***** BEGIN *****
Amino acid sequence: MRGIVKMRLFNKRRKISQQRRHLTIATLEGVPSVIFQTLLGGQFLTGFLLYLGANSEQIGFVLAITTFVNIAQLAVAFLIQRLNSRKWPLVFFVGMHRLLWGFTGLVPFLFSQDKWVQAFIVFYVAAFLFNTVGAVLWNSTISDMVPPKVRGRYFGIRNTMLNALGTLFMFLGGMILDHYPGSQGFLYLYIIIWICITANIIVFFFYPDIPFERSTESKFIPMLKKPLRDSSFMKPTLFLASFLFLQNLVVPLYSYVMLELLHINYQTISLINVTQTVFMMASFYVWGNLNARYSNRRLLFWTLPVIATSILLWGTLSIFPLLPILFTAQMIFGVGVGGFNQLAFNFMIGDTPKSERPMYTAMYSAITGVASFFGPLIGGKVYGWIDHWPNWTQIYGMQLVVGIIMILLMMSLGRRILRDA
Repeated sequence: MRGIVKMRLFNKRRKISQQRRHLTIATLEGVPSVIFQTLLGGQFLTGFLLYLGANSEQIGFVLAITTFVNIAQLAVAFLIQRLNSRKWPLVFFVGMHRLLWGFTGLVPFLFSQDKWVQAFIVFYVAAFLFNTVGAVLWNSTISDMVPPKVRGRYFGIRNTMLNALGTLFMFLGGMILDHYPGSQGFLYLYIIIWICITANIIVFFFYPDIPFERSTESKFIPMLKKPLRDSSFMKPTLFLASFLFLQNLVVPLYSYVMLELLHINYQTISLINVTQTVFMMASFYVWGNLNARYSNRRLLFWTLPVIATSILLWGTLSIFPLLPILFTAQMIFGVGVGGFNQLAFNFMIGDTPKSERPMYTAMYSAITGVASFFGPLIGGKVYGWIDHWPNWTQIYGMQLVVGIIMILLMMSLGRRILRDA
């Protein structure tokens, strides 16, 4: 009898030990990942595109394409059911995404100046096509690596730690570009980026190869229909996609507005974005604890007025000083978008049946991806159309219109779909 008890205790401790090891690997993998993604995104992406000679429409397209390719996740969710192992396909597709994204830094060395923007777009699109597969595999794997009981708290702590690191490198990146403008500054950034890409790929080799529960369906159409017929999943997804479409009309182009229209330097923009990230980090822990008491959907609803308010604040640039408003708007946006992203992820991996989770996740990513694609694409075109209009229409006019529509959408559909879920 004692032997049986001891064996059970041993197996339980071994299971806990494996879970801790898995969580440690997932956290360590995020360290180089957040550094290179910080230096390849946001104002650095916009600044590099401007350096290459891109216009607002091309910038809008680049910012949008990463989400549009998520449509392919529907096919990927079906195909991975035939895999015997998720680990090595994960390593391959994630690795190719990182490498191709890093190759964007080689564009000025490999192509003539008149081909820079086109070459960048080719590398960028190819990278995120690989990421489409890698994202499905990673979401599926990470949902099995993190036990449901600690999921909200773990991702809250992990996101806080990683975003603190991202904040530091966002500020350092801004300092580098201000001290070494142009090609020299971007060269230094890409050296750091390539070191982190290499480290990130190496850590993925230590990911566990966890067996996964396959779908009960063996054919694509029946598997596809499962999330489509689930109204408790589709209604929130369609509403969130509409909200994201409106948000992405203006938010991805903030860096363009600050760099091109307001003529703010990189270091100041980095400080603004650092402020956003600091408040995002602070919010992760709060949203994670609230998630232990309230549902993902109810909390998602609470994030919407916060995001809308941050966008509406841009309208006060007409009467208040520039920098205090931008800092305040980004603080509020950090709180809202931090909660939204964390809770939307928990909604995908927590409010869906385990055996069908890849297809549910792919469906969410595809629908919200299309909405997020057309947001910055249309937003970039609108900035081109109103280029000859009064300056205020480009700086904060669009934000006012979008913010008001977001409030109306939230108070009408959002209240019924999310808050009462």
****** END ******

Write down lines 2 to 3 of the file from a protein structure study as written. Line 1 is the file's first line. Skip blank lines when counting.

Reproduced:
Repeated sequence: MRGIVKMRLFNKRRKISQQRRHLTIATLEGVPSVIFQTLLGGQFLTGFLLYLGANSEQIGFVLAITTFVNIAQLAVAFLIQRLNSRKWPLVFFVGMHRLLWGFTGLVPFLFSQDKWVQAFIVFYVAAFLFNTVGAVLWNSTISDMVPPKVRGRYFGIRNTMLNALGTLFMFLGGMILDHYPGSQGFLYLYIIIWICITANIIVFFFYPDIPFERSTESKFIPMLKKPLRDSSFMKPTLFLASFLFLQNLVVPLYSYVMLELLHINYQTISLINVTQTVFMMASFYVWGNLNARYSNRRLLFWTLPVIATSILLWGTLSIFPLLPILFTAQMIFGVGVGGFNQLAFNFMIGDTPKSERPMYTAMYSAITGVASFFGPLIGGKVYGWIDHWPNWTQIYGMQLVVGIIMILLMMSLGRRILRDA
């Protein structure tokens, strides 16, 4: 009898030990990942595109394409059911995404100046096509690596730690570009980026190869229909996609507005974005604890007025000083978008049946991806159309219109779909 008890205790401790090891690997993998993604995104992406000679429409397209390719996740969710192992396909597709994204830094060395923007777009699109597969595999794997009981708290702590690191490198990146403008500054950034890409790929080799529960369906159409017929999943997804479409009309182009229209330097923009990230980090822990008491959907609803308010604040640039408003708007946006992203992820991996989770996740990513694609694409075109209009229409006019529509959408559909879920 004692032997049986001891064996059970041993197996339980071994299971806990494996879970801790898995969580440690997932956290360590995020360290180089957040550094290179910080230096390849946001104002650095916009600044590099401007350096290459891109216009607002091309910038809008680049910012949008990463989400549009998520449509392919529907096919990927079906195909991975035939895999015997998720680990090595994960390593391959994630690795190719990182490498191709890093190759964007080689564009000025490999192509003539008149081909820079086109070459960048080719590398960028190819990278995120690989990421489409890698994202499905990673979401599926990470949902099995993190036990449901600690999921909200773990991702809250992990996101806080990683975003603190991202904040530091966002500020350092801004300092580098201000001290070494142009090609020299971007060269230094890409050296750091390539070191982190290499480290990130190496850590993925230590990911566990966890067996996964396959779908009960063996054919694509029946598997596809499962999330489509689930109204408790589709209604929130369609509403969130509409909200994201409106948000992405203006938010991805903030860096363009600050760099091109307001003529703010990189270091100041980095400080603004650092402020956003600091408040995002602070919010992760709060949203994670609230998630232990309230549902993902109810909390998602609470994030919407916060995001809308941050966008509406841009309208006060007409009467208040520039920098205090931008800092305040980004603080509020950090709180809202931090909660939204964390809770939307928990909604995908927590409010869906385990055996069908890849297809549910792919469906969410595809629908919200299309909405997020057309947001910055249309937003970039609108900035081109109103280029000859009064300056205020480009700086904060669009934000006012979008913010008001977001409030109306939230108070009408959002209240019924999310808050009462």